James Hetfield explains how Metallica pioneered thrash metal

Love or loathe them, there’s no denying that Metallica has significantly impacted popular culture. One of thrash metal’s ‘Big Four’ alongside Slayer, Megadeth and Anthrax, they are by far the most prominent of this set, receiving immense plaudits for their early efforts in pioneering the blistering subgenre.

Additionally, Metallica has followed a slightly different path from their peers. Since their heyday in the 1980s, the group has earned tremendous crossover success with a more rock-oriented approach that birthed the likes of ‘Enter Sandman’ and ‘Nothing Else Matters’. Presently featuring frontman James Hetfield, guitarist Kirk Hammett, bassist Robert Trujillo and drummer Lars Ulrich, whilst the band have had members come and go and various chapters, it reflects the gravity of their efforts that despite being a metal outfit, they are a household name.

Given their long and oscillating arc, Metallica is often the subject of debate for their fans and disciples of broader metal music. One regular feature of the discussion is that their early period, which boasted their secret weapon, late bassist Cliff Burton, was their best. Ostensibly comprising their 1983 debut, Kill ‘Em All, 1984’s Ride the Lightning and the last album to feature Burton, 1986’s Master of Puppets, this chapter is undoubtedly their most influential, with it making its mark on everything from Korn to Stranger Things.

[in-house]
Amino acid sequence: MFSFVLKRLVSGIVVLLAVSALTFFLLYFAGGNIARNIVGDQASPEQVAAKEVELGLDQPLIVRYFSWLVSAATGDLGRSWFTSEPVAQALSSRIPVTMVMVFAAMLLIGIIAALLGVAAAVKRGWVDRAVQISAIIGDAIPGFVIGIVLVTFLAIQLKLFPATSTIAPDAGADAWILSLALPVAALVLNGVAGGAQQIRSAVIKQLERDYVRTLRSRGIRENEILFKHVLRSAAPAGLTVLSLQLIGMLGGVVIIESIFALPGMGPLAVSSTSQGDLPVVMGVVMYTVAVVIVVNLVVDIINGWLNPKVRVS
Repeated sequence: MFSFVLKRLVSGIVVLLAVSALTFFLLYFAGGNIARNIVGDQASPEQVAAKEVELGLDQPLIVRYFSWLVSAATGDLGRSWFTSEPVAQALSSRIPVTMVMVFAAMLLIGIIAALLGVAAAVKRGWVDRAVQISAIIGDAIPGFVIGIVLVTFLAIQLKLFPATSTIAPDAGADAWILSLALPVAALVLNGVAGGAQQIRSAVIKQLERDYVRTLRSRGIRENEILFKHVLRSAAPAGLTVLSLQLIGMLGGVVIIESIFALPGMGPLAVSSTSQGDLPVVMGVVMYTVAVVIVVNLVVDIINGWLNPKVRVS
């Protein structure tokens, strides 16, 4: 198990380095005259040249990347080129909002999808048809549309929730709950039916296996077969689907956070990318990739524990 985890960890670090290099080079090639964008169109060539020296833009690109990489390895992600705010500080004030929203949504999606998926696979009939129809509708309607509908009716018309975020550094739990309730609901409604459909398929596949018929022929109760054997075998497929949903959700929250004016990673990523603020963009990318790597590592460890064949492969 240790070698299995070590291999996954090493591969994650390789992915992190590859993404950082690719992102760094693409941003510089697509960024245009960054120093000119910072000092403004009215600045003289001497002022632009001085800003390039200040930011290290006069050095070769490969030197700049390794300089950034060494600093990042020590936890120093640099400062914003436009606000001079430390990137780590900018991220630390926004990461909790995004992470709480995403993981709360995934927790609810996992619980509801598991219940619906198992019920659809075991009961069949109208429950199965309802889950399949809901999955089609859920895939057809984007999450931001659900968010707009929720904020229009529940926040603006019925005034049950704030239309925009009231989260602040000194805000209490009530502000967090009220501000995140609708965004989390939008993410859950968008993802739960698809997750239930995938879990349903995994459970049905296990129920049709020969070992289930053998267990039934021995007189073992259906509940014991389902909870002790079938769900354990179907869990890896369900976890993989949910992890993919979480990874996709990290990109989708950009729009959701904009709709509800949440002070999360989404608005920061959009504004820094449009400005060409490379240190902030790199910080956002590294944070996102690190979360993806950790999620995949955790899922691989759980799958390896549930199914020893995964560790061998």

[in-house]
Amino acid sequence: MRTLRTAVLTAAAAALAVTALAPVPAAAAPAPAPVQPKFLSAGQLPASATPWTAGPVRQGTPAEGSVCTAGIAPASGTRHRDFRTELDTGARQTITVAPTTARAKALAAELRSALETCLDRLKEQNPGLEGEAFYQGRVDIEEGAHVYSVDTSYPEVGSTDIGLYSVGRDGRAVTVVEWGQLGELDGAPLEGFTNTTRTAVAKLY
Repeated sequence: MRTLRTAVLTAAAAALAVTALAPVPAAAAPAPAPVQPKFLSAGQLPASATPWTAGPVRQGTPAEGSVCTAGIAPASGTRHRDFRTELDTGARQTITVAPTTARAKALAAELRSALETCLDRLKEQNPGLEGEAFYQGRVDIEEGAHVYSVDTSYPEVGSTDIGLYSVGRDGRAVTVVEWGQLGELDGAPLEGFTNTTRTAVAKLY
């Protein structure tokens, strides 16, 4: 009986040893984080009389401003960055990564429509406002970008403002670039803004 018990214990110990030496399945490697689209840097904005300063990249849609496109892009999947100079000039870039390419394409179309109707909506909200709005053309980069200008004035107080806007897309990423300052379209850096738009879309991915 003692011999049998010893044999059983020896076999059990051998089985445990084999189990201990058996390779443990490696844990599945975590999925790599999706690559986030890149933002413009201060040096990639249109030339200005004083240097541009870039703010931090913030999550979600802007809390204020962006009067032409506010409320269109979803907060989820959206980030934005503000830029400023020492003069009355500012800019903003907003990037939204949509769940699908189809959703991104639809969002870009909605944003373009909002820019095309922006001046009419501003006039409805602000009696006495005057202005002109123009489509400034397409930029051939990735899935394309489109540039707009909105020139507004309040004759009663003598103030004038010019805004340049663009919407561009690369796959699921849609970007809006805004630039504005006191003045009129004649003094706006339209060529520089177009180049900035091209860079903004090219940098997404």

Fusing the lightning speed of the New Wave of British Heavy Metal (NWOBHM) with the directness of hardcore punk, and an overall disdain for Reagan’s America, the thrash Metallica perfected on these records continues to be a demonstration of how impactful music can be when it completely rejects the norm.

So how did Metallica come to pioneer thrash metal? When speaking to Guitar World in 1992 in an interview alongside Black Sabbath guitarist Tony Iommi, James Hetfield reflected on his band’s formative years and how they became a defining act in thrash. Directly asked how Metallica pioneered thrash, Hetfield responded: “Like Tony, we also played cover tunes when we first started. We were really influenced by the New Wave Of British Heavy Metal, which included bands like Venom and Diamond Head – underground stuff.”

“We learned a bunch of their songs from a batch of obscure singles that Lars had collected. Most people thought we were performing originals because they had never heard any of the shit before – which was good for us! We took all the credit. You know: ‘Hey, you guys write good songs,’ ‘Yeah, I know’,” he continued.

Hetfield explained that the group started to play faster as a reaction to crowds not paying attention to their efforts, which annoyed them. He recalled: “We certainly weren’t going to tell them the truth. Eventually, we started playing everything faster because, just like with Sabbath, the crowd wasn’t paying attention to us, and that pissed us off.”

Other factors influenced Metallica to get faster and louder. These were the crowds in LA that were preoccupied with socialising and the “nervousness” of Lars Ulrich. Hetfield said: “In LA, people were just there to drink and see who’s there and shit. We decided to try to wake everybody up by playing faster and louder than anybody else.”

The frontman concluded: “Nervousness also contributed to our sound. Lars was always nervous on stage, so he’d play faster and faster. That was a huge challenge for us, but nobody wanted to wimp out and tell him that he was playing too fast. We just figured, ‘Hell, we’ll just play fast, too.’”

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